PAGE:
The Royal Society has submitted evidence to the Commons Environment, Food and Rural Affairs committee inquiry into future flood prevention.
The response draws on the Society's work on resilience to extreme weather, highlighting that:
- The UK’s climate and weather modelling capability is world leading and significant progress has been made over the past few decades in improving the ability to forecast and predict weather relevant for flooding, though areas for improvement remain.
- Within a national strategy, the UK should consider a portfolio of flood defences, including ecosystem-based approaches, and should monitor and evaluate their effectiveness in order to improve future decision-making.
- Defra and Environment Agency policies include elements that aim to encourage the use of innovative approaches to managing flood risk. However, more evidence of their cost-effectiveness is needed to support those who plan and implement flood management strategies locally.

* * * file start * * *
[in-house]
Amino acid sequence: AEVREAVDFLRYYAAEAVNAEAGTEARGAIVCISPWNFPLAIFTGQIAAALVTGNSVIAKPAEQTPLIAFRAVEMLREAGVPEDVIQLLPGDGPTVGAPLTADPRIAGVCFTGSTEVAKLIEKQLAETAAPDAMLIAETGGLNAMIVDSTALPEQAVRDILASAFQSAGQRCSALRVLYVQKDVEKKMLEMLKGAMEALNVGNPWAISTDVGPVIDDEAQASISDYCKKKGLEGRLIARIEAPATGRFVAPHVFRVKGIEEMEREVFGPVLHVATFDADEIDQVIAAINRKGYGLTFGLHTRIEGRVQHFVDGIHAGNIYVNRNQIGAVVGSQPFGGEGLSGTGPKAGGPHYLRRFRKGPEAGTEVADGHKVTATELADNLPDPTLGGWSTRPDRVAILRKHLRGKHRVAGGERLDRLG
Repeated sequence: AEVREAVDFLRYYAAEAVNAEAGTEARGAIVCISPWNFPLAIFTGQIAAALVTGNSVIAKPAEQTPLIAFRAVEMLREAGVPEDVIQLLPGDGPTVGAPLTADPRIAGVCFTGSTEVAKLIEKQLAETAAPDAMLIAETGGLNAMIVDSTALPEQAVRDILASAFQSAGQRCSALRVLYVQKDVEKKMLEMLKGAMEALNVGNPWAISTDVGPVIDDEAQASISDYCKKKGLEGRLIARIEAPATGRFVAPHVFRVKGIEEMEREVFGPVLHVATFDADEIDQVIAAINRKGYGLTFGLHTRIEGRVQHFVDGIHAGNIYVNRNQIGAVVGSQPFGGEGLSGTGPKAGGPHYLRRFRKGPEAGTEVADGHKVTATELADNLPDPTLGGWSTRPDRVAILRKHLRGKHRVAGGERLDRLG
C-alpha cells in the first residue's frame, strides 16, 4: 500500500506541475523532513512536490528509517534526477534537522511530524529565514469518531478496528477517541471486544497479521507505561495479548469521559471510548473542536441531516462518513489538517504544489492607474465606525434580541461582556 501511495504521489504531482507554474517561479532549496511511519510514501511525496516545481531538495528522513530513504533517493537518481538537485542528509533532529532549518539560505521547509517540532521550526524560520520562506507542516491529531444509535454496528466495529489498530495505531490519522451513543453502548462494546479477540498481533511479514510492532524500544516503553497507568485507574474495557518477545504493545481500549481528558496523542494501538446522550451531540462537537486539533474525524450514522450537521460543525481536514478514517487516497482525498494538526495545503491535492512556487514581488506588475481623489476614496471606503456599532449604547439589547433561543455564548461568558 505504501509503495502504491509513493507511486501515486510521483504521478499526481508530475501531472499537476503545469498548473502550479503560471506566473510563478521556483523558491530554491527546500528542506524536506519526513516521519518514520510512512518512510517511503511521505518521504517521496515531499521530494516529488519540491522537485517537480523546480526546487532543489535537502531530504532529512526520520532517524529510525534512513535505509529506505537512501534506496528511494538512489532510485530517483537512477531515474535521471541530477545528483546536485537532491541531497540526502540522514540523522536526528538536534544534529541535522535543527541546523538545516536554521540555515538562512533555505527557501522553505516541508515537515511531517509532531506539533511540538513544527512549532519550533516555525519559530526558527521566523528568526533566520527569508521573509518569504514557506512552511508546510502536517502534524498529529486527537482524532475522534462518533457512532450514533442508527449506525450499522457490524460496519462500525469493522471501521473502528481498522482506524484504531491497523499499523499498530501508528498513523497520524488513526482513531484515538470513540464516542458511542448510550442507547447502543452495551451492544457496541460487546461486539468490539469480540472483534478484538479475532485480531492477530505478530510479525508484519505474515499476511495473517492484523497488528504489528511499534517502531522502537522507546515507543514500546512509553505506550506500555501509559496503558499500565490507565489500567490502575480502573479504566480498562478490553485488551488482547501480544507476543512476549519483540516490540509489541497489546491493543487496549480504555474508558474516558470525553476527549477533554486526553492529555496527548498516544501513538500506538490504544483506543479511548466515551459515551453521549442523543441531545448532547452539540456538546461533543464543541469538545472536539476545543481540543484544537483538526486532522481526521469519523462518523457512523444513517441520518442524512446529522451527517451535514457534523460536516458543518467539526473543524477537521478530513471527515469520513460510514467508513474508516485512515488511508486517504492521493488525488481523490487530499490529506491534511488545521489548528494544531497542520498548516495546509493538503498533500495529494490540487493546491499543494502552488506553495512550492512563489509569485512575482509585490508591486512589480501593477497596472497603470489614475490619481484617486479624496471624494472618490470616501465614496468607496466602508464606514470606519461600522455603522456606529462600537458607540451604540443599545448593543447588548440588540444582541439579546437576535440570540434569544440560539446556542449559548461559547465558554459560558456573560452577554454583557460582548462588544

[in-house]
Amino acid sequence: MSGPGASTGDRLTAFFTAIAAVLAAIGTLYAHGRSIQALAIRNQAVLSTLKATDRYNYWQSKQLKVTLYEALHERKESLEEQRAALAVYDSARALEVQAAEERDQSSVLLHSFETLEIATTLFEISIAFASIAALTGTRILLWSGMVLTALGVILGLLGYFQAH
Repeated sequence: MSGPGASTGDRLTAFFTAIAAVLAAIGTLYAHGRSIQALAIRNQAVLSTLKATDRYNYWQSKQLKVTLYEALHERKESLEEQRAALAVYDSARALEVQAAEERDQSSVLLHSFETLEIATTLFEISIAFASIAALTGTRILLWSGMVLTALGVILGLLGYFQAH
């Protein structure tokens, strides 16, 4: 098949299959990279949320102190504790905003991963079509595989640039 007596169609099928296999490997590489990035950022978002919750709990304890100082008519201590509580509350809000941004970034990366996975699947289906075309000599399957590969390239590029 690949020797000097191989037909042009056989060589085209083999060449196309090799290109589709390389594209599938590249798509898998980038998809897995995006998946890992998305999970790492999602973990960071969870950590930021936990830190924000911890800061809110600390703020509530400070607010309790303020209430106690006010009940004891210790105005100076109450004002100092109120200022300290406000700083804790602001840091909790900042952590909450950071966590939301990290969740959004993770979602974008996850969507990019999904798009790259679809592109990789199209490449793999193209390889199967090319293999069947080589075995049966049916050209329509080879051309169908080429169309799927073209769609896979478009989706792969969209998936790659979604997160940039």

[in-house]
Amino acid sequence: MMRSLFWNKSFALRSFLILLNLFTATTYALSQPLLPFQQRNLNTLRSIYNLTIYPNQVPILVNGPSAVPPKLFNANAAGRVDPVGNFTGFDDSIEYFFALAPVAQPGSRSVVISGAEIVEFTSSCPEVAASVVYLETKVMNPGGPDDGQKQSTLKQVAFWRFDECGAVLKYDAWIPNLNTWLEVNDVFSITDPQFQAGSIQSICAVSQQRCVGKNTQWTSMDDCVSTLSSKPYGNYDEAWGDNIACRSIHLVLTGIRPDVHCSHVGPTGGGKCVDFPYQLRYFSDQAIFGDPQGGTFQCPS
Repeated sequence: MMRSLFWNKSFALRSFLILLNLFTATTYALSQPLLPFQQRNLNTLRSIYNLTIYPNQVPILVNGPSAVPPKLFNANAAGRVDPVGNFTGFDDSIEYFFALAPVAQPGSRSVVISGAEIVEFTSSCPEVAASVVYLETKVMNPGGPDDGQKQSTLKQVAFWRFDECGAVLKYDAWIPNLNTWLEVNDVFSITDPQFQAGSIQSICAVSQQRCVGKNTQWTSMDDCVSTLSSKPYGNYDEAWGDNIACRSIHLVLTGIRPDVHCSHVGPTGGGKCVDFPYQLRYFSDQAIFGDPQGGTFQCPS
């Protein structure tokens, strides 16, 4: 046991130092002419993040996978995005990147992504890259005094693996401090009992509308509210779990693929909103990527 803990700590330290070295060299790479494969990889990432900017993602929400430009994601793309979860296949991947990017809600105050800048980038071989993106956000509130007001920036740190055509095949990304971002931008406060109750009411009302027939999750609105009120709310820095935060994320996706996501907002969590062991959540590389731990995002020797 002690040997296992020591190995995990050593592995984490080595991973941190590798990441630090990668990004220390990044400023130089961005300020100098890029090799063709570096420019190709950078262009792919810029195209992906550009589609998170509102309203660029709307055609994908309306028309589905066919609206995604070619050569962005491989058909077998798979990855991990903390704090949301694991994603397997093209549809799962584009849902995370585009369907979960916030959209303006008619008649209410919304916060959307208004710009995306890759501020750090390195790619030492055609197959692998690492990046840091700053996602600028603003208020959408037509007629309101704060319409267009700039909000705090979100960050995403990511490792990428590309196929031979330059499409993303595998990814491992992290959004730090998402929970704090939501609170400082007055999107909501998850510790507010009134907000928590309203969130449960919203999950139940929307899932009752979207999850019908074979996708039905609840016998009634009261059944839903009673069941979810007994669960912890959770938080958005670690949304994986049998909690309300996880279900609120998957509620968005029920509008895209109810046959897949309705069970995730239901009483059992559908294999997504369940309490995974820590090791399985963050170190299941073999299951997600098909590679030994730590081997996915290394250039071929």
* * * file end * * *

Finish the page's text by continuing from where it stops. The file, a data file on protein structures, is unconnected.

- Long-term planning and investment in resilience-building strategies is essential. While immediate flood risk is important, wider factors such as future climate change may need to be emphasised more strongly in local decision-making to ensure the resilience of communities and infrastructure in the face of increasing extreme weather. One way to dis-incentivise development in areas of high risk would be to place a value on flood resilience. Another step might be to require public and private sector organisations to report their financial exposure to extreme weather, in a standardised form.